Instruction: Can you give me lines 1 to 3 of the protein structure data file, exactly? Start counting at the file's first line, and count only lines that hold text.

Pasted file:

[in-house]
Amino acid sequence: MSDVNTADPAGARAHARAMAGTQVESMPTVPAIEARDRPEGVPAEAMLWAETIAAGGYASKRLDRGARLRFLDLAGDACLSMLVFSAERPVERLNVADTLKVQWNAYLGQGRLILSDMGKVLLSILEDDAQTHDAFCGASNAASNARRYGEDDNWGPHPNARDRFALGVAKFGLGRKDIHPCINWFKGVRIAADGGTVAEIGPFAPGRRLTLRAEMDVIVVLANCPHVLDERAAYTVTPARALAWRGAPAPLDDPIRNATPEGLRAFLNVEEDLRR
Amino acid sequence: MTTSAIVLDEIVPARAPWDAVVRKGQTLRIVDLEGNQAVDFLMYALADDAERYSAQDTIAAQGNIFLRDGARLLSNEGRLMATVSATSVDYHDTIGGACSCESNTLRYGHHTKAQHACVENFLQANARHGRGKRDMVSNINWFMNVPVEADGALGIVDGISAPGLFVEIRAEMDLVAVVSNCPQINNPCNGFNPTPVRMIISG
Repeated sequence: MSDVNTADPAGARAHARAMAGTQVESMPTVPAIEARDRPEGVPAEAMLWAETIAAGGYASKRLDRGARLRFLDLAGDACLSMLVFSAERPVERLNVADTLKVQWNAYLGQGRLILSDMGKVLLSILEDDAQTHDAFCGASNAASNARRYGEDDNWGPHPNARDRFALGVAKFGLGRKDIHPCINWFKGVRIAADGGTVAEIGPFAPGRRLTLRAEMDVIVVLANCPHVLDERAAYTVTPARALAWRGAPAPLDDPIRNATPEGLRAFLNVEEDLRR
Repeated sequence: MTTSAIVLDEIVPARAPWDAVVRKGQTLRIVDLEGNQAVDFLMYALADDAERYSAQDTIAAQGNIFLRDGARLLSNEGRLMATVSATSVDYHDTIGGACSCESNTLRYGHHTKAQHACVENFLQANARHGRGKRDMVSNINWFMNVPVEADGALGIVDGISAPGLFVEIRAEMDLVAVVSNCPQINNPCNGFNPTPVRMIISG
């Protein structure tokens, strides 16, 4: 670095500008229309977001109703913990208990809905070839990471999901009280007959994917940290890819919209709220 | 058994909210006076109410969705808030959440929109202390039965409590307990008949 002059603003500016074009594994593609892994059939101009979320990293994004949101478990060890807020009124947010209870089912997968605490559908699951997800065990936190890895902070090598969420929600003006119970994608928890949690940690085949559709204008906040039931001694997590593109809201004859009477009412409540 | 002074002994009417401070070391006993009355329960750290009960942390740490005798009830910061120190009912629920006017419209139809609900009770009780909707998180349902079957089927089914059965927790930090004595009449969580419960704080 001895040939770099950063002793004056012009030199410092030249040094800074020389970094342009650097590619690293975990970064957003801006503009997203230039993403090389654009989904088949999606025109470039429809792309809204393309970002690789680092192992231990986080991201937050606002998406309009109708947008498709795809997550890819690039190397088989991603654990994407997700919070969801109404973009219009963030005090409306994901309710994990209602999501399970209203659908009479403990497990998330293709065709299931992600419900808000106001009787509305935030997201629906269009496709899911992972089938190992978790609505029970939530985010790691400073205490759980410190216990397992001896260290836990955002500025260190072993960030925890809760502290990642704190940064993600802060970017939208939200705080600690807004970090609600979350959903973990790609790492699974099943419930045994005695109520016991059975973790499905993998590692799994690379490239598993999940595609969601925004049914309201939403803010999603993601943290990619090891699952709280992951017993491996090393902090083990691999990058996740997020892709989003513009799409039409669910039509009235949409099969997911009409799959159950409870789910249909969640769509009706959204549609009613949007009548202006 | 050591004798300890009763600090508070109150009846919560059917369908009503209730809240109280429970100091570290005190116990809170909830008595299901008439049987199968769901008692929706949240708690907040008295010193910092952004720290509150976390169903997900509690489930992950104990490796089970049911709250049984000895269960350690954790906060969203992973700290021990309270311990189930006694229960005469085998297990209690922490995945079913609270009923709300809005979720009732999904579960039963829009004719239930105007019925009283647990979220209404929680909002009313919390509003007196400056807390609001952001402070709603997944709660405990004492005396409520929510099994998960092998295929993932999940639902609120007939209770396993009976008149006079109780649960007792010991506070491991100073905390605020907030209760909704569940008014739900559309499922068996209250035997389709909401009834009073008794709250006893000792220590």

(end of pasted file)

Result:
[in-house]
Amino acid sequence: MSDVNTADPAGARAHARAMAGTQVESMPTVPAIEARDRPEGVPAEAMLWAETIAAGGYASKRLDRGARLRFLDLAGDACLSMLVFSAERPVERLNVADTLKVQWNAYLGQGRLILSDMGKVLLSILEDDAQTHDAFCGASNAASNARRYGEDDNWGPHPNARDRFALGVAKFGLGRKDIHPCINWFKGVRIAADGGTVAEIGPFAPGRRLTLRAEMDVIVVLANCPHVLDERAAYTVTPARALAWRGAPAPLDDPIRNATPEGLRAFLNVEEDLRR
Amino acid sequence: MTTSAIVLDEIVPARAPWDAVVRKGQTLRIVDLEGNQAVDFLMYALADDAERYSAQDTIAAQGNIFLRDGARLLSNEGRLMATVSATSVDYHDTIGGACSCESNTLRYGHHTKAQHACVENFLQANARHGRGKRDMVSNINWFMNVPVEADGALGIVDGISAPGLFVEIRAEMDLVAVVSNCPQINNPCNGFNPTPVRMIISG